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“Ah, Guadeloupe!” Total-Direct Énergie manager Jean-René Bernaudeau said with his feet in his pool overlooking the Caribbean Sea. “Look! Today is so clear, you can even see Dominica. I love it here. This is where I recharge my batteries every year.”
A longtime professional, Bernaudeau first discovered this French Caribbean island when he was racing with Bernard Hinault in the 1970s. And it was pretty much love at first sight.
“The first time I came here was back in 1979. I was with the Renault team when Hinault won his second Tour de France as a bonus our sponsor offered us a trip to Guadeloupe. It was here where I first learned about the Caribbean. I was here where I discovered the warm waters in the middle of winter. And I didn’t even know how to swim. But I learned. I was just overwhelmed by what I found here.”
In the years that followed he would often return for a popular off-season criterium series.
“Amédée Détraux, a great track sprinter from Guadeloupe and French national champion, invited a bunch of professionals here every winter and we would race two criteriums in exchange for a week’s vacation,” he said. “I just kept coming back over the years and started making friends.”
And his love affair continued after he retired when he put together his first teams. Starting with his Vendee U amateur team and then with his first pro teams Bouygues Telecom and Europcar, his teams frequently participated in the highly popular Tour de Guadeloupe which is nothing short of an institution here on the island.
“The Tour de Guadeloupe was a real eye-opener because there was always a really good field, and the local riders really held their own,” Bernaudeau recalls. “I remember one year, they won five out of 11 stages. I was just really impressed because a lot of the European riders here were up-and-coming riders that would be riding the Tour de France in a couple of years and the local riders were at the same level.
“So I just tried to figure out a way to tap into the talent,” he said. “The problem was that the Tour de Guadeloupe was so popular that a lot of the local riders could not see beyond it. They didn’t understand that the highest level of the sport was not here, but in Europe. Too many riders and clubs are content knowing that their club is better than the club the next town over. But they have to understand that the real competition is not here but in Europe.”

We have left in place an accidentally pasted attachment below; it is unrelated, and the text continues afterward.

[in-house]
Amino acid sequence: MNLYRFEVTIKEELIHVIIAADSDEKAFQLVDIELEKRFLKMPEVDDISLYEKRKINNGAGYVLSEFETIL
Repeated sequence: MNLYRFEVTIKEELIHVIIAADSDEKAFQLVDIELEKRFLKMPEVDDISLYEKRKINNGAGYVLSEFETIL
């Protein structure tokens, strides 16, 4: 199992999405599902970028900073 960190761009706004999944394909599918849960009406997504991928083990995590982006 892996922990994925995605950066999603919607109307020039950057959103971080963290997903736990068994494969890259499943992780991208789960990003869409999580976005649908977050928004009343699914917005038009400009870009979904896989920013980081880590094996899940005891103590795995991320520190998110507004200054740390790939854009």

But his Vendee U amateur team offered the perfect platform for young riders as they could come to France’s mainland and race with his club while continuing their studies.
“I started looking for a young rider that came from a good family, that I could bring to Europe and develop—a-rider was not yet part of the star system here in Guadeloupe,” he said. “And that’s when I discovered Yohann Gène, who was part of the sports school system here. I went to see him in 1999 at his dormitory in Les Abymes and we chatted. I explained to him that he was going to discover the rain and the cold of Belgium and that he wouldn’t see the family for a good while and that he would have to continue his studies in France. I wanted him to know what he was really getting into. He was there with Rony Martias another member of the sports school. And I ended up bringing them both over. And they both turned professional. Yohann spent his entire career with me and did seven Tours with my teams.”
While Gène retired in 2019, Bernaudeau is now focused on working with developing regions and countries on a larger scale.
“Today I want to take it to another level. Instead of investing in just one or two riders, I want to work with a delegation of riders and directors from developing countries on a long-term level, bringing them over to Europe three or four times a year, so that they really understand what racing is like at the highest level,” he said. “The idea is to not only develop talent in Europe but give the group something to take back to their countries that will help them develop cycling even further. Certain developing countries like Rwanda or Eritrea already have good structures in place already. But there are other countries like Kenya that still have tremendous potential.”
For Bernaudeau, the challenge is firstly a logistical one as so many of these developing areas are far from the European continent.
“Guadeloupe or Kenya are simply too far away,” he said. “We have to figure out ways to reduce that distance. And working with a delegation of riders and coaches from a specific country is the best way to do that. I am 100 percent sure! We have to find the means to get more young riders over to Europe. And if we do, I am certain that we will find more riders like Yohann and Rony.”